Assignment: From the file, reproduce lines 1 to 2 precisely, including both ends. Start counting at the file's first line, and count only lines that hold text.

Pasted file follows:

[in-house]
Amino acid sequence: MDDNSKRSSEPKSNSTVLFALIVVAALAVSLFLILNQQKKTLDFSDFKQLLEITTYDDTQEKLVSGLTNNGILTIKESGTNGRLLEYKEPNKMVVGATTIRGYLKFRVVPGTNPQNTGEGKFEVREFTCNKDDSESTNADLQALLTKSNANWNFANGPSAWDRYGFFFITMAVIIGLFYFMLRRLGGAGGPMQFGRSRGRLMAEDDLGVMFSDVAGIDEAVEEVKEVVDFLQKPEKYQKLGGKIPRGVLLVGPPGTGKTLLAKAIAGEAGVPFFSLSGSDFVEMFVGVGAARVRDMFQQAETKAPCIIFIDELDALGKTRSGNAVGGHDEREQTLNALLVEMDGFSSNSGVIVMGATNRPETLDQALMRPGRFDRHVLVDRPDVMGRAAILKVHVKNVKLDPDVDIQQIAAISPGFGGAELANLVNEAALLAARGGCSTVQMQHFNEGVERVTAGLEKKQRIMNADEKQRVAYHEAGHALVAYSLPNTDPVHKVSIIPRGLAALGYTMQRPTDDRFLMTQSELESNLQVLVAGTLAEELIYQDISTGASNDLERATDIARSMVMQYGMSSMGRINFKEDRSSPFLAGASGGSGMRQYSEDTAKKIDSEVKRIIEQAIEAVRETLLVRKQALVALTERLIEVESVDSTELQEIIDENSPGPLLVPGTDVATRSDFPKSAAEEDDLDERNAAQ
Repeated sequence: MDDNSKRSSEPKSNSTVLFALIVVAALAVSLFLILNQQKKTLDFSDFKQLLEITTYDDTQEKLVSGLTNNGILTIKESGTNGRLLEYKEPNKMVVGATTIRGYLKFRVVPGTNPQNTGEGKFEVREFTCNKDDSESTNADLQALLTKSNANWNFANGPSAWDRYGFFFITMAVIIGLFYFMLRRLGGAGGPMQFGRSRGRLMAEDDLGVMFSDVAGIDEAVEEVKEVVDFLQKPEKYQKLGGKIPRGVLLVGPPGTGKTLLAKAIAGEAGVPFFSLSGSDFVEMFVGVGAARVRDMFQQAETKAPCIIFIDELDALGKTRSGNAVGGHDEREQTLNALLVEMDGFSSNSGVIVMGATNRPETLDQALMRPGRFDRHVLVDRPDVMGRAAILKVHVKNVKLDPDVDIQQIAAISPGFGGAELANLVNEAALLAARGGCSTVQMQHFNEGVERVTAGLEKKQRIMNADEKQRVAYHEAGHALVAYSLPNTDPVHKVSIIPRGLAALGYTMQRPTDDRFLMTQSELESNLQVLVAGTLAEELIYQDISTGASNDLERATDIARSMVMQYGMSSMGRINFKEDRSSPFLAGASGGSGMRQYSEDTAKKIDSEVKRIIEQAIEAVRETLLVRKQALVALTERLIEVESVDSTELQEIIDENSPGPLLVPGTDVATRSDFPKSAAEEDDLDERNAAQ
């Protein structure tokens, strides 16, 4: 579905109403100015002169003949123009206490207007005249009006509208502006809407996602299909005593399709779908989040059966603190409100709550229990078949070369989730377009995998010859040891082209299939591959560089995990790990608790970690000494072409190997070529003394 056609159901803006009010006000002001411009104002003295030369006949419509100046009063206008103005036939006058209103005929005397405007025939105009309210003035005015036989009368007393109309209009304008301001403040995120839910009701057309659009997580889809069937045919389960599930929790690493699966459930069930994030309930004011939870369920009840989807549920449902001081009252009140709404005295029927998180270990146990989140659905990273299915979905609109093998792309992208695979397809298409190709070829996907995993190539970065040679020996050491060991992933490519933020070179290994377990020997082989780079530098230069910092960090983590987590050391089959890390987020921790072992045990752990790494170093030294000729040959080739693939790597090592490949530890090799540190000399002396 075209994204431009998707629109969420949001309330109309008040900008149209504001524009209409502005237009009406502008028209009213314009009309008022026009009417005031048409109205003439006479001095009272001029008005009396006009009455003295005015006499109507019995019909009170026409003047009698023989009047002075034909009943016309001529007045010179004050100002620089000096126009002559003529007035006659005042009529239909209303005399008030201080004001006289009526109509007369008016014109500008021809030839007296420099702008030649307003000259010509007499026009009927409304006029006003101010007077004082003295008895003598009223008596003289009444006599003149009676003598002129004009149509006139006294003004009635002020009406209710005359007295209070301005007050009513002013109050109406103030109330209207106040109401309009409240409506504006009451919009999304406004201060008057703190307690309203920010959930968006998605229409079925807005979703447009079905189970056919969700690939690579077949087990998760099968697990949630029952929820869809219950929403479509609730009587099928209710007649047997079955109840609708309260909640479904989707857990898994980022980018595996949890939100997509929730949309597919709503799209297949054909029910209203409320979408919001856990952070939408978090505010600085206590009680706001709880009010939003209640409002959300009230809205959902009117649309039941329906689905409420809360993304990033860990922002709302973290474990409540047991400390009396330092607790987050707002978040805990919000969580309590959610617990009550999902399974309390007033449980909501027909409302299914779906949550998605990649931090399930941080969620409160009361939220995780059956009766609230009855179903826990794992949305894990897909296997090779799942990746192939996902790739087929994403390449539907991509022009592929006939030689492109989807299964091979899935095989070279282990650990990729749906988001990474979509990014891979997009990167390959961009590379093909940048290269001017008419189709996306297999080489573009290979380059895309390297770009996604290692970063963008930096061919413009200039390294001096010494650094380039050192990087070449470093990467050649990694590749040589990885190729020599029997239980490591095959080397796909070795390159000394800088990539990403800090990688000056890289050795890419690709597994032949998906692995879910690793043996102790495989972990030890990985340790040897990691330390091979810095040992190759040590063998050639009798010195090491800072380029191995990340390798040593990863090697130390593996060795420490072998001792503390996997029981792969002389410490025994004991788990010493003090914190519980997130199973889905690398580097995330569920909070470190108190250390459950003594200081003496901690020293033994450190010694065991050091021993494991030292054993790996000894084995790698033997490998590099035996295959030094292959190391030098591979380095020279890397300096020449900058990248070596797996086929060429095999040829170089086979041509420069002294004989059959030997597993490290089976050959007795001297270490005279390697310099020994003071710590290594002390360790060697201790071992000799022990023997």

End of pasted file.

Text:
[in-house]
Amino acid sequence: MDDNSKRSSEPKSNSTVLFALIVVAALAVSLFLILNQQKKTLDFSDFKQLLEITTYDDTQEKLVSGLTNNGILTIKESGTNGRLLEYKEPNKMVVGATTIRGYLKFRVVPGTNPQNTGEGKFEVREFTCNKDDSESTNADLQALLTKSNANWNFANGPSAWDRYGFFFITMAVIIGLFYFMLRRLGGAGGPMQFGRSRGRLMAEDDLGVMFSDVAGIDEAVEEVKEVVDFLQKPEKYQKLGGKIPRGVLLVGPPGTGKTLLAKAIAGEAGVPFFSLSGSDFVEMFVGVGAARVRDMFQQAETKAPCIIFIDELDALGKTRSGNAVGGHDEREQTLNALLVEMDGFSSNSGVIVMGATNRPETLDQALMRPGRFDRHVLVDRPDVMGRAAILKVHVKNVKLDPDVDIQQIAAISPGFGGAELANLVNEAALLAARGGCSTVQMQHFNEGVERVTAGLEKKQRIMNADEKQRVAYHEAGHALVAYSLPNTDPVHKVSIIPRGLAALGYTMQRPTDDRFLMTQSELESNLQVLVAGTLAEELIYQDISTGASNDLERATDIARSMVMQYGMSSMGRINFKEDRSSPFLAGASGGSGMRQYSEDTAKKIDSEVKRIIEQAIEAVRETLLVRKQALVALTERLIEVESVDSTELQEIIDENSPGPLLVPGTDVATRSDFPKSAAEEDDLDERNAAQ